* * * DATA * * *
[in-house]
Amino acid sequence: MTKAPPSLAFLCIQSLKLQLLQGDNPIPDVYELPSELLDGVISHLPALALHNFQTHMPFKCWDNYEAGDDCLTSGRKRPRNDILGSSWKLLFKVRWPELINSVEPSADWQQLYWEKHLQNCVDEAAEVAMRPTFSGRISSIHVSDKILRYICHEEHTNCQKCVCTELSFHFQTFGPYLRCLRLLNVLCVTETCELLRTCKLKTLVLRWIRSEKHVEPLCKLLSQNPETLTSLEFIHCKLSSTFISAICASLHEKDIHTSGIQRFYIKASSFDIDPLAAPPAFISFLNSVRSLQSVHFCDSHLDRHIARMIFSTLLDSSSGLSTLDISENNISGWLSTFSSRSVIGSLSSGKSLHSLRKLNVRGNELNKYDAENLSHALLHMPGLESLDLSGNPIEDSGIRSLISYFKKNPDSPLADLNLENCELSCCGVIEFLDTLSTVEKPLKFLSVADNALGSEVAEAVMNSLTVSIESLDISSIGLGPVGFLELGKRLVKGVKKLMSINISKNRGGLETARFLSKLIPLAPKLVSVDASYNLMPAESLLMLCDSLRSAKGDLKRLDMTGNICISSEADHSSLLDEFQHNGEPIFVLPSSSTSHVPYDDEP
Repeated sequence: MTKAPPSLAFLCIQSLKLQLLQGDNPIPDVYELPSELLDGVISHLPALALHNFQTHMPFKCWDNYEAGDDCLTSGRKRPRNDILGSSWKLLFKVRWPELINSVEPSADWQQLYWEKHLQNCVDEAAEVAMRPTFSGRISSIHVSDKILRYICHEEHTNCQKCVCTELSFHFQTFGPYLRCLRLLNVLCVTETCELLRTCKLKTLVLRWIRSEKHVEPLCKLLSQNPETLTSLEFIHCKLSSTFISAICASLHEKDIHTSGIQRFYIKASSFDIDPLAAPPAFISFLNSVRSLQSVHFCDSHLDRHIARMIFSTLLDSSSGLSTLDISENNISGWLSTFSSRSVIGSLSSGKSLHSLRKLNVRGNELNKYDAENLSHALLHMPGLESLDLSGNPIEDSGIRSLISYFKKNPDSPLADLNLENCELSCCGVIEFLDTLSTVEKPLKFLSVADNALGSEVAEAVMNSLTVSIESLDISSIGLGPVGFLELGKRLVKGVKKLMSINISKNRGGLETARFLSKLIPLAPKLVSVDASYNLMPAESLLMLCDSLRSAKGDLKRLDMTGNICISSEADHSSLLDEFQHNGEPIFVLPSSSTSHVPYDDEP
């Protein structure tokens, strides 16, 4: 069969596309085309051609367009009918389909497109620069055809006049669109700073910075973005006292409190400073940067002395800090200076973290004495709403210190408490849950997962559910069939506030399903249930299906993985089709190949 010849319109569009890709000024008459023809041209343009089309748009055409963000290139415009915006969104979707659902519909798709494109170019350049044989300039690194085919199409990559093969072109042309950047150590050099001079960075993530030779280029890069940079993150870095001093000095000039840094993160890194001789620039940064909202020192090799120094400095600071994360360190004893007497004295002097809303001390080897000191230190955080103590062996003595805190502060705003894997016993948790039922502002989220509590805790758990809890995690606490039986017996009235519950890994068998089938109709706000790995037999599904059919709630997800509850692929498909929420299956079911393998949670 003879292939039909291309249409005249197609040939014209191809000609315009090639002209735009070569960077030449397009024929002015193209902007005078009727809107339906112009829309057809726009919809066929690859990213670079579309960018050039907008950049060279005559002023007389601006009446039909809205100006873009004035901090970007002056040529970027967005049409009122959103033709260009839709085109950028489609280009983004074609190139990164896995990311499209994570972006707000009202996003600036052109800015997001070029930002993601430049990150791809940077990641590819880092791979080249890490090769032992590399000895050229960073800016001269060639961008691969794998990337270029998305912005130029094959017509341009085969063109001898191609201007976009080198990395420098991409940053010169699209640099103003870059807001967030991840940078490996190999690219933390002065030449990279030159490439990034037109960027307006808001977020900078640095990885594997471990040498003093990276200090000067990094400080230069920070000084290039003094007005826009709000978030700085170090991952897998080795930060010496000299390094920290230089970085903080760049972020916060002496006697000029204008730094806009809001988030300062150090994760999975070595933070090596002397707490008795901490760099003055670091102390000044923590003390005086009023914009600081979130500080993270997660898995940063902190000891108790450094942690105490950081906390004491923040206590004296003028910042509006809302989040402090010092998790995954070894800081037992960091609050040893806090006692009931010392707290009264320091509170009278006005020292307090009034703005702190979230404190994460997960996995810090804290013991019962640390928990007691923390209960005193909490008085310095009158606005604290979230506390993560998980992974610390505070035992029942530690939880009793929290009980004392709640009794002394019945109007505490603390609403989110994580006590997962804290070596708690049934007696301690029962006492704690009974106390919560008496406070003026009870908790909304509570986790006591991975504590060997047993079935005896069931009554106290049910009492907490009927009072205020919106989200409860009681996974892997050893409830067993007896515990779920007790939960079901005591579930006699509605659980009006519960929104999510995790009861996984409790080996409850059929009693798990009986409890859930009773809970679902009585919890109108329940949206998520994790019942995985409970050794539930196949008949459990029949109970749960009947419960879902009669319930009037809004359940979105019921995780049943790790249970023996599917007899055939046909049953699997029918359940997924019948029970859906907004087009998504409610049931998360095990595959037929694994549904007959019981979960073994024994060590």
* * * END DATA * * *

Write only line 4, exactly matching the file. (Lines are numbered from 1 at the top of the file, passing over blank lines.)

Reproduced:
């Protein structure tokens, strides 16, 4: 069969596309085309051609367009009918389909497109620069055809006049669109700073910075973005006292409190400073940067002395800090200076973290004495709403210190408490849950997962559910069939506030399903249930299906993985089709190949 010849319109569009890709000024008459023809041209343009089309748009055409963000290139415009915006969104979707659902519909798709494109170019350049044989300039690194085919199409990559093969072109042309950047150590050099001079960075993530030779280029890069940079993150870095001093000095000039840094993160890194001789620039940064909202020192090799120094400095600071994360360190004893007497004295002097809303001390080897000191230190955080103590062996003595805190502060705003894997016993948790039922502002989220509590805790758990809890995690606490039986017996009235519950890994068998089938109709706000790995037999599904059919709630997800509850692929498909929420299956079911393998949670 003879292939039909291309249409005249197609040939014209191809000609315009090639002209735009070569960077030449397009024929002015193209902007005078009727809107339906112009829309057809726009919809066929690859990213670079579309960018050039907008950049060279005559002023007389601006009446039909809205100006873009004035901090970007002056040529970027967005049409009122959103033709260009839709085109950028489609280009983004074609190139990164896995990311499209994570972006707000009202996003600036052109800015997001070029930002993601430049990150791809940077990641590819880092791979080249890490090769032992590399000895050229960073800016001269060639961008691969794998990337270029998305912005130029094959017509341009085969063109001898191609201007976009080198990395420098991409940053010169699209640099103003870059807001967030991840940078490996190999690219933390002065030449990279030159490439990034037109960027307006808001977020900078640095990885594997471990040498003093990276200090000067990094400080230069920070000084290039003094007005826009709000978030700085170090991952897998080795930060010496000299390094920290230089970085903080760049972020916060002496006697000029204008730094806009809001988030300062150090994760999975070595933070090596002397707490008795901490760099003055670091102390000044923590003390005086009023914009600081979130500080993270997660898995940063902190000891108790450094942690105490950081906390004491923040206590004296003028910042509006809302989040402090010092998790995954070894800081037992960091609050040893806090006692009931010392707290009264320091509170009278006005020292307090009034703005702190979230404190994460997960996995810090804290013991019962640390928990007691923390209960005193909490008085310095009158606005604290979230506390993560998980992974610390505070035992029942530690939880009793929290009980004392709640009794002394019945109007505490603390609403989110994580006590997962804290070596708690049934007696301690029962006492704690009974106390919560008496406070003026009870908790909304509570986790006591991975504590060997047993079935005896069931009554106290049910009492907490009927009072205020919106989200409860009681996974892997050893409830067993007896515990779920007790939960079901005591579930006699509605659980009006519960929104999510995790009861996984409790080996409850059929009693798990009986409890859930009773809970679902009585919890109108329940949206998520994790019942995985409970050794539930196949008949459990029949109970749960009947419960879902009669319930009037809004359940979105019921995780049943790790249970023996599917007899055939046909049953699997029918359940997924019948029970859906907004087009998504409610049931998360095990595959037929694994549904007959019981979960073994024994060590």